Thongchai Winichakul argues that the 19/9 coup is not a military coup, but a “royalist coup with purposes” including “toppling Thaksin” and creating desirable transitions from the present to the next reign (e.g., a popular choice of heir, a submissive government, and a strong Privy Council). “Thaksin threatened the royalist plan. To royalists, he seemingly sought to adopt for himself the role of kingmaker. The royalist coup consolidates power to General Prem and the royalists, putting their plan on track.” Of course, engaging in this type of interpretation is prohibited by law and almost unthinkable for the protagonists of Thai-style democracy and most, if not all, Thai subjects.“Engaging in this type of interpretation is… almost unthinkable for… most, if not all, Thai subjects.” Here may lie the key point with respect to making sense of the coup: Wherever entertaining such interpretations is “unthinkable,” truly “making sense” of the coup is impossible (if by “making sense” of something you mean to include an understanding of how and why it happened).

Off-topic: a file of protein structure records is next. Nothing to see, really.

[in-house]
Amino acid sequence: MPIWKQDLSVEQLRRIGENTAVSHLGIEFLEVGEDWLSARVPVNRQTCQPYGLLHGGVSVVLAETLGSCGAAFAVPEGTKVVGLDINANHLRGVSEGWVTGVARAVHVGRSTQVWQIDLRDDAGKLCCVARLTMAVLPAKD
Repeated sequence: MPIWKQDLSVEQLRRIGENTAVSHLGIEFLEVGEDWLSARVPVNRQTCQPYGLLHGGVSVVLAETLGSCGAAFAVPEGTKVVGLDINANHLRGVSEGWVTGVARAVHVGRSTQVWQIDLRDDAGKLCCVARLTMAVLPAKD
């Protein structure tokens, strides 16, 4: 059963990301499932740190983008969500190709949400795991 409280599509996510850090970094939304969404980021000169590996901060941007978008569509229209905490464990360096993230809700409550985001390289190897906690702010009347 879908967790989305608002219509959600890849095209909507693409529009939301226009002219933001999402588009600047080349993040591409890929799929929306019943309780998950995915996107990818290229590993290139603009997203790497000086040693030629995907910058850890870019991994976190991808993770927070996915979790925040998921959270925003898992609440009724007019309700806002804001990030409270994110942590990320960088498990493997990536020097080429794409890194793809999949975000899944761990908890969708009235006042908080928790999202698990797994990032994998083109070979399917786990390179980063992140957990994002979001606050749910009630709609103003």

Once -- for whatever reason – you throw out a potentially fruitful line of inquiry (in this case, potential coup instigators and their motives), you throw away hope of “making sense” of something. Restrictions on political speech are fundamentally incompatible with a flourishing democracy.
I argue that the protagonists of Thai-style democracy try to make sense of the coup based on (1) their Buddhist-oriented frames of reference ... (2) the cultural construction of power... and (3) the particularly impatient character of the Thai elitist leadership and the public... historically shaped by.. the hero-oriented national historiographies. (my italics)I think to suggest coup protagonists are helping the people to "make sense of the coup” or seeking to "make sense" of it for themselves is pure euphemism. The apologists for the coup are not concerned with improving peoples understanding of events; they are interested in justifying the coup. This paper is replete with variations of this kind of euphemism.
For the apologist of the coup, myth, legend, and religious morality are means of undermining sense and reason. I might add that underlying this project seems to be an unspoken assumption that the masses are not capable of critical thought. One may detect a self-fulfilling circular kind of logic at work here.
Pattana Kitiarsa wrote: “I do not mean to defend the coup, but how it is politically and morally justified in Thailand amid the international concerns needs to be understood properly." The public effort of the Thai elite to propagate pro-coup propaganda and the private struggle of the average Thai person to "make sense of" events are two different processes. Pattani fails to clearly distinguish between the two. It is not as if such aims are compatible.